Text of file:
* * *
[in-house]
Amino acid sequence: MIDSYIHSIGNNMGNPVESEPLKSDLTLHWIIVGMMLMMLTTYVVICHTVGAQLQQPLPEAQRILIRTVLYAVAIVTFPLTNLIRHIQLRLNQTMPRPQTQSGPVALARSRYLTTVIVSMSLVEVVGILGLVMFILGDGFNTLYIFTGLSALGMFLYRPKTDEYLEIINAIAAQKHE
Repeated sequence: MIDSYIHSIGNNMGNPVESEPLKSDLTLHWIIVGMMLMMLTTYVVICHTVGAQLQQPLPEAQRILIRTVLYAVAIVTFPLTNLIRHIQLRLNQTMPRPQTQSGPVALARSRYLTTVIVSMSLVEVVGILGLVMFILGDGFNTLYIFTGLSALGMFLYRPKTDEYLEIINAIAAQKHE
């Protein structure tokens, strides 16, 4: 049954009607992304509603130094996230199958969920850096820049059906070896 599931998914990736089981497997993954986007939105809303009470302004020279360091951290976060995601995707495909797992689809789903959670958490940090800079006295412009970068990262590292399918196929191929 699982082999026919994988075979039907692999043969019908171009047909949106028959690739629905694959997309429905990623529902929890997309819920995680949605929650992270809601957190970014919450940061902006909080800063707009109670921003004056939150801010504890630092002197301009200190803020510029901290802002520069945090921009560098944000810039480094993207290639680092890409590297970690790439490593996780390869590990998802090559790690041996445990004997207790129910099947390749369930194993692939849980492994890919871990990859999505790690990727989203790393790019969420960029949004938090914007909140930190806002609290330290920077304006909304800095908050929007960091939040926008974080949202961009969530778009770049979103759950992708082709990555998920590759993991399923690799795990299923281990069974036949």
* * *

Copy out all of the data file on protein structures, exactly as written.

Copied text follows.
[in-house]
Amino acid sequence: MIDSYIHSIGNNMGNPVESEPLKSDLTLHWIIVGMMLMMLTTYVVICHTVGAQLQQPLPEAQRILIRTVLYAVAIVTFPLTNLIRHIQLRLNQTMPRPQTQSGPVALARSRYLTTVIVSMSLVEVVGILGLVMFILGDGFNTLYIFTGLSALGMFLYRPKTDEYLEIINAIAAQKHE
Repeated sequence: MIDSYIHSIGNNMGNPVESEPLKSDLTLHWIIVGMMLMMLTTYVVICHTVGAQLQQPLPEAQRILIRTVLYAVAIVTFPLTNLIRHIQLRLNQTMPRPQTQSGPVALARSRYLTTVIVSMSLVEVVGILGLVMFILGDGFNTLYIFTGLSALGMFLYRPKTDEYLEIINAIAAQKHE
């Protein structure tokens, strides 16, 4: 049954009607992304509603130094996230199958969920850096820049059906070896 599931998914990736089981497997993954986007939105809303009470302004020279360091951290976060995601995707495909797992689809789903959670958490940090800079006295412009970068990262590292399918196929191929 699982082999026919994988075979039907692999043969019908171009047909949106028959690739629905694959997309429905990623529902929890997309819920995680949605929650992270809601957190970014919450940061902006909080800063707009109670921003004056939150801010504890630092002197301009200190803020510029901290802002520069945090921009560098944000810039480094993207290639680092890409590297970690790439490593996780390869590990998802090559790690041996445990004997207790129910099947390749369930194993692939849980492994890919871990990859999505790690990727989203790393790019969420960029949004938090914007909140930190806002609290330290920077304006909304800095908050929007960091939040926008974080949202961009969530778009770049979103759950992708082709990555998920590759993991399923690799795990299923281990069974036949």